Blackbirdan online journal of literature and the artsSpring 2020  Vol. 19 No. 1
an online journal of literature and the arts
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Just a sliver of light
has jimmied the clouds loose—
a thief picking a lock of sky
—though for a while longer,
maybe an hour,
the sun won’t be noticeable
on the slopes of Snake Mountain,
and netted over the leafless grove
of cherry and maple
holding up yesterday’s snow.
If memory could take a shape
I think it would have the hands
of that thief. If I think of one place,
the chintz of it in the snowpack
melting away, I can also remember
the place underneath this one, the heaviness
of ice turning the rhododendron
to a flock of nuthatches at rest.
Beyond the window the wind rests
and clears a way in a hundred directions
and in the quarter dark I can just make out
an albino crow on a hillside
and behind her the two others
standing so still that the blue stem
seems more alive, and the uphill crows
could be shadows
made flesh. Now I could mistake
the real thing for the unreal
and then come to find out
memory is both.
In the place beneath
the loud kingdom
of my skull, I become the thief
breaking into what I left behind
as in once, out the elevator doors
years ago at a party in Greenwich Village
where men and women covered
in diamonds and gold and wearing
the finest clothes I’ve ever seen
sprawled out on skin rugs
waiting to be served by people
my age, cutting carrots
in black uniforms
and moving through the crowd
with trays of hors d’oeuvres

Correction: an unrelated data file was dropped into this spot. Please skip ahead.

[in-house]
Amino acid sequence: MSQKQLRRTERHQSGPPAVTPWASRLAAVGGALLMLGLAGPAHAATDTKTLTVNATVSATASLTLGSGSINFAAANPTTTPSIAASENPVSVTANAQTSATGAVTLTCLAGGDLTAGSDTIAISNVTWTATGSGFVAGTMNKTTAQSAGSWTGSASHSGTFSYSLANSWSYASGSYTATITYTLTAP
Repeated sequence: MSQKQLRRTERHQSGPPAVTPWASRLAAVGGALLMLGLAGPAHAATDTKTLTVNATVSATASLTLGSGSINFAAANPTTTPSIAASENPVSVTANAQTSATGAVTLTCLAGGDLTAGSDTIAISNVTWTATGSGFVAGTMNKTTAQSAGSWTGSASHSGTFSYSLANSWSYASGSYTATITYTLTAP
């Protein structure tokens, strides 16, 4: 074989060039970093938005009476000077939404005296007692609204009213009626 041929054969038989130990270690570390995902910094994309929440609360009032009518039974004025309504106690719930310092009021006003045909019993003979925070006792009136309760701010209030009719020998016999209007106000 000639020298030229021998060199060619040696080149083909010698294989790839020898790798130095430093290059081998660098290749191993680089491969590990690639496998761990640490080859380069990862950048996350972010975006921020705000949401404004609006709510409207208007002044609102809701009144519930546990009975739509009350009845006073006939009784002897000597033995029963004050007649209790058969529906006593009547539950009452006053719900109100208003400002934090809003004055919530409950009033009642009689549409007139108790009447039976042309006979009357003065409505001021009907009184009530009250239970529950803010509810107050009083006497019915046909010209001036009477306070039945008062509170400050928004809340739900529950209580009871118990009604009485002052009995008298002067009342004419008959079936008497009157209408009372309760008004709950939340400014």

and champagne
and I can see how far I am
from them as the onions
are again starting to simmer,
the glasses are clinging
in celebration, and the knives
dream poignant and bright.
I can remember that life,
the one inside of this one,
and so I must think also
of the one still to come.
Here, with all my cells—
the multitudes of lightlessness
traveling through me
to which I’ve strapped every
desire and loss,
I listen to the wind saying
Come with me, be the air
for a little while. Here,
everything has a voice
if you hold your ear to it
or place the pads of your fingers
against it to feel the music
tremble. Sometimes when I am alone,
reading a stack of old poems and listening
to a passing truck headed
to who knows where,
I lace up my boots
to walk through the woods.
I like how everything
starts to sing if I’m quiet enough
and so even the discolored grasses,
the decurrent spindles of lichens, even this
stray hair of starlight, they have a song,
the living and the dead. And there is
a hum on the rusted Massey Ferguson
and on the scuffed asbestos tiles
of the forgot-about hospital
and in the ditches where
the stones have turned blind
as the sun through the haze of clouds.
And as I walk I know there is music
made of the way I open the air
and the day waits, unafflicted before me,
stepping onto the high ridgeline
listening for my country.  

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